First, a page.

The 170,000-copy German bestseller.
Robert Seethaler is an Austrian living in Berlin and is the author of four previous novels. He also works as an actor, most recently in Paolo Sorrentino's La Grande Bellezza.
Robert Seethaler's quietly mesmerizing novel - elemental in both
tone and subject - shows what joy and nobility can be found in a
life of hardship, patience and bereavement. It is at once
heart-rending and heart-warming. A Whole Life, for all its
gentleness, is a very powerful book. -- Jim Crace
Against the backdrop of a literary world that often seems crowded with novels yelling "Look at me!", it's refreshing to read a story marked by quiet, concentrated attention . . . Seethaler's scenes of mountain life are realised with spare, almost surreally vivid images. But what is perhaps most remarkable about this remarkable novel is the way that it continually weaves past, present and future into a single fabric. -- Adam Lively * Sunday Times *
Robert Seethaler's novel is, like its hero, short on words but in its 150 pages manages to do exactly what it says on the tin: embrace a whole life... It's an unremarked existence, told in simple prose, of a simple man that magically captures the universal in all our lives. A slim masterpiece. * Daily Mail *
A Whole Life is a lovely contemplation of a life in solitude in a remote valley, into which the modern world slowly intrudes. -- Ian McEwan * Sunday Times *
Now another of these special, calm narratives that penetrate the joy and grief, the tiny comforts of being alive and the experiences which shape an individual has arrived . . . As haunting and as spare as Stoner. It has been sensitively and astutely translated into English by Charlotte Collins . . . a gentle, tender work devoid of sentimentality yet so evocative and moving . . . No praise is too high for A Whole Life. Its daunting beauty lingers. This is a profound, wise and humane novel that no reader will forget. -- Eileen Battersby * Irish Times *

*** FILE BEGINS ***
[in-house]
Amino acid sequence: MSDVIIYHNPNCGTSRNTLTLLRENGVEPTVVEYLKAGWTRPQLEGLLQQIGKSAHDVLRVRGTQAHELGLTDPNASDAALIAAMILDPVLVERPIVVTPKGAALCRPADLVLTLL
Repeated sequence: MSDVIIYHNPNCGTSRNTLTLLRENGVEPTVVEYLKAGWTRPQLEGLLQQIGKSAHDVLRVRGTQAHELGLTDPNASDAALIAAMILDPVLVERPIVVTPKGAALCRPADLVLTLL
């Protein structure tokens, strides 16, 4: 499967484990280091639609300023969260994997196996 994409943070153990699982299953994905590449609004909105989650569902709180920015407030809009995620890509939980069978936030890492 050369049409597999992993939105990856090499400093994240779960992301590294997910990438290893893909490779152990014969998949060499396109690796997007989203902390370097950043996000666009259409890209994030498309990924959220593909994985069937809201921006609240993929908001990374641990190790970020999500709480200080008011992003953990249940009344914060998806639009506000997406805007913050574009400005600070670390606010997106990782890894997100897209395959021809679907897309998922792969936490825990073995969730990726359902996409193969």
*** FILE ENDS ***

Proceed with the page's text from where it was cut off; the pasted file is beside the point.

Seethaler renders a life at once ordinary and exquisite, exploring the vagaries of solitude with a gentle humility. * Times Literary Supplement *
It takes barely two hours to read it but would take a lifetime to forget. -- Graham Robb
Genuine wisdom and restrained poetry . . . Charlotte Collins' translation is a great triumph. * Sunday Telegraph *
From its first sentence, Seethaler grips you with a quiet matter-of-factness as he delineates with a suitably spare beauty the life of woodsman Andreas Egger. * Independent on Sunday *
A perfect, warm, moving antidote to, well, pretty much everything that's going on in the world . . . That this gentle-paced tale encompasses such a large timespan in the space of barely 160 pages is testament to Seethaler's pared-down writing style, beautifully rendered by the book's translator Charlotte Collins. * New European *